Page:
Malbec World Day on April 17th was created to commemorate the day when President Domingo Faustino Sarmiento of Argentina officially made it his mission to transform Argentina’s wine industry, back in 1853.
Enlisting the help of French soil expert, Michel Aimé Poget, who he tasked with bringing over new vines from France; amongst his selection was Malbec (better known as Côt back then). When France underwent the Phylloxera plague, Malbec was flourishing in Argentina and since then has continued to soar in popularity, today being considered as the country’s star varietal.
In honour of President Domingo why not try some of these great Argentinian Malbec’s:
Callia Malbec, San Juan, Argentina (24550) - This wine has plenty of ripe, soft berry fruit flavours with the usual hint of spice associated with Malbec as well as cinnamon and vanilla notes from some brief oak-ageing.
Puro Malbec, Mendoza, Argentina (28941) - From the home of Malbec, from dry, sandy vineyards 1,000 metres above sea level. Classic dark purple-blue with sweet blueberry and violet on the nose, this unoaked Malbec shows plenty of ripe, dark fruit with a touch of vanilla pod on the palate.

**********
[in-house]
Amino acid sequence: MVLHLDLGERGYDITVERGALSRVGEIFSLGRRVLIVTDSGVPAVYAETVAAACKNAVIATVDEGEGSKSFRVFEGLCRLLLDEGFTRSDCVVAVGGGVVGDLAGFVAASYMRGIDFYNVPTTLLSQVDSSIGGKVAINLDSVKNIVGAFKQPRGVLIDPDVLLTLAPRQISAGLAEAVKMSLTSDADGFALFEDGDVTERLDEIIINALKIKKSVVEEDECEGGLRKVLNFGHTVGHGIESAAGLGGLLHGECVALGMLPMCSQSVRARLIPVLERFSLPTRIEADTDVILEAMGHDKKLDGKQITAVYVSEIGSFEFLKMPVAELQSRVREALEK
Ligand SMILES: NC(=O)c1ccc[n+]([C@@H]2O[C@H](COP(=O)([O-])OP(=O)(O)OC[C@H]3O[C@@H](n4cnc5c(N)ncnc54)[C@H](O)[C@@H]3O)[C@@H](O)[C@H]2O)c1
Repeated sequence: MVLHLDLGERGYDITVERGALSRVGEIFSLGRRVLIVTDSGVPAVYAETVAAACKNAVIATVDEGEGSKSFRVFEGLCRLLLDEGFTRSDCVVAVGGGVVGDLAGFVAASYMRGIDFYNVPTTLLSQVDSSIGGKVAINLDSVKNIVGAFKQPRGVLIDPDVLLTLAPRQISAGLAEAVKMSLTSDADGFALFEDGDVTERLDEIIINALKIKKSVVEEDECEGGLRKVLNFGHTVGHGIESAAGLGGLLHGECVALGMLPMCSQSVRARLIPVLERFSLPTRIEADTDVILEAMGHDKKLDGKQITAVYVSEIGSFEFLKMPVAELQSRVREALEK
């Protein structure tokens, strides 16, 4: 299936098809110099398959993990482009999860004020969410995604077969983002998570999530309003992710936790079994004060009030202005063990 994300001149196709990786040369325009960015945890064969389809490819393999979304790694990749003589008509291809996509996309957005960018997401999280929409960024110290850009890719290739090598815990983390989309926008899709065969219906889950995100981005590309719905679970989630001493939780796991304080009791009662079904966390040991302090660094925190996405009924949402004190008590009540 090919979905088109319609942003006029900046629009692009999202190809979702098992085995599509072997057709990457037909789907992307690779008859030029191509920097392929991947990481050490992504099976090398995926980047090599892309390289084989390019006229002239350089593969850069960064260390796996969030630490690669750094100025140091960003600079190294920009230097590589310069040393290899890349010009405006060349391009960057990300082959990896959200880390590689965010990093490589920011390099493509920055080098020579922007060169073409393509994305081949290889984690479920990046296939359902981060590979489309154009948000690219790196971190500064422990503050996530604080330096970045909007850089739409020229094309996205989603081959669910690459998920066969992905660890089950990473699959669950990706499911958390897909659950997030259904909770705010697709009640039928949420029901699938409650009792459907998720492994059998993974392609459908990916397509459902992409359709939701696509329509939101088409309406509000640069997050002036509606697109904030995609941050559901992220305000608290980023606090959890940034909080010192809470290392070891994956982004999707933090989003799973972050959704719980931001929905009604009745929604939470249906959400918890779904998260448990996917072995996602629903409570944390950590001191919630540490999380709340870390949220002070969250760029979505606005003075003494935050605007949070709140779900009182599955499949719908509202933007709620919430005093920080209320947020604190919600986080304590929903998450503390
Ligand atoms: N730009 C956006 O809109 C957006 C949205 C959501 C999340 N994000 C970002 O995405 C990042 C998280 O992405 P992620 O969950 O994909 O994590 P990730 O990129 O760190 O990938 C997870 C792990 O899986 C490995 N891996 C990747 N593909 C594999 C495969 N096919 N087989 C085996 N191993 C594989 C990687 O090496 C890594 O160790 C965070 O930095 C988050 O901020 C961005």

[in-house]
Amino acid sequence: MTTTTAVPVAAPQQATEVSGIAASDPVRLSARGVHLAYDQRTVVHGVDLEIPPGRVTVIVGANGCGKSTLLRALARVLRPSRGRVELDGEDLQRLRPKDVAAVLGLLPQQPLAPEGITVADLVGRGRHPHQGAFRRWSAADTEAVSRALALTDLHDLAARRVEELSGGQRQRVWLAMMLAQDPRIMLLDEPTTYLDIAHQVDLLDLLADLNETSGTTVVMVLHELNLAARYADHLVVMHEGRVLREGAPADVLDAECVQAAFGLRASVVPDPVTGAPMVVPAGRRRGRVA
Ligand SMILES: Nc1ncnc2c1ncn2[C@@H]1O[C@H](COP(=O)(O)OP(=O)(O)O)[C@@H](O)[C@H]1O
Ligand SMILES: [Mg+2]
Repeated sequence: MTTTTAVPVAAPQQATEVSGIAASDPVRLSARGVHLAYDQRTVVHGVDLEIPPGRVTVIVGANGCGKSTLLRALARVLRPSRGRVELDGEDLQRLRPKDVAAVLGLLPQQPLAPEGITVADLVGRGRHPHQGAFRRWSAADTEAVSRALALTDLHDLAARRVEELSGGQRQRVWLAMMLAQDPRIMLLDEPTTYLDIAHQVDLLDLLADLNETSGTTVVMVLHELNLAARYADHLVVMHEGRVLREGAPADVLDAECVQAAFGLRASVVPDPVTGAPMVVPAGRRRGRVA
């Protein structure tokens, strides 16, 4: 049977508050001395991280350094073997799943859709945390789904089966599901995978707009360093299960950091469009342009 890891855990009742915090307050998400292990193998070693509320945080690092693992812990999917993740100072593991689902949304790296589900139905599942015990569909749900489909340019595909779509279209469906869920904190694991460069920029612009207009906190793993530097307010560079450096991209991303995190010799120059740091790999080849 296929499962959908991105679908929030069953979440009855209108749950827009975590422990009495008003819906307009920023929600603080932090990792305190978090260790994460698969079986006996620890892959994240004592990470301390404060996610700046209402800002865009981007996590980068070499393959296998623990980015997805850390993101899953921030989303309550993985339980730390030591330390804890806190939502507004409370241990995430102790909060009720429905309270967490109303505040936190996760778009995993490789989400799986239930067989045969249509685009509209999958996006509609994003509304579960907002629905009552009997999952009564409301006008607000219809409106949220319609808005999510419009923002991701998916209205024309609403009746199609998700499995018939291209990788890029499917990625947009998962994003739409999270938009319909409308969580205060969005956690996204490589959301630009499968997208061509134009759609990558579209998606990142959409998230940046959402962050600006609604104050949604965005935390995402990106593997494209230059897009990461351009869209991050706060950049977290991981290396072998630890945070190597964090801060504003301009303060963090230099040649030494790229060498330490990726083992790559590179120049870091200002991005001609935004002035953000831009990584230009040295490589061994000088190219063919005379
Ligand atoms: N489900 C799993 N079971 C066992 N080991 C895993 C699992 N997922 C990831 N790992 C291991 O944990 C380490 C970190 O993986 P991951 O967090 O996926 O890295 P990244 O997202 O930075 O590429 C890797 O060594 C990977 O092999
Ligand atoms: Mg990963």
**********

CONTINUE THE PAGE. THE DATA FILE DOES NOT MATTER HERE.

Salentein Barrel Selection Malbec, Uco Valley, Mendoza, Argentina (25088) - From the high altitude vineyards of the Uco Valley, this Malbec is deep red-purple with intense nose of ripe blackberry, blueberry and redcurrant with subtle hints of violet. Barrel-aged for about a year in a mixture of new and seasoned French oak barrels gives the fruity and floral palate a vanilla finish.
But don’t forget the other great Malbec’s out there, we have amazing examples from Chile, France and New Zealand in our list as well:
It’s not surprising that Argentina’s neighbour, Chile, is producing some great Malbec. Its old vines Malbec’s thrive in its vineyards where irrigation & yields are low. Luis Felipe Edwards Gran Reserva Malbec, from the Colchagua Valley (29138) has an intense purple colour with aromas of strawberry, raspberry and forest fruits. Aged for a year in French and American oak barrels gives the wine an elegant note of vanilla spice which complements the grapes natural spicy nature.
From Malbec’s home in south-west France the Rare Vineyards Malbec, from Pays d’OC (23114) offers something a little different from Argentinian Malbec. Overtly fruity with violet aromas and a touch of spice – this is great value for money.
Malbec grows well in the well-drained warm soils of Hawke’s Bay, New Zealand; here it develops a good level of ripeness which can be detected on the rich palate of Te Awa Left Field Malbec (29081) Unoaked, this wine is a dark purple, almost black; it shows classic spicy blackberry aromas on the nose with notes of liquorice and dark chocolate.
For more information on the hugely popular Malbec, understanding the market and choosing the right range, have a look at these market data slides we’ve created for you here.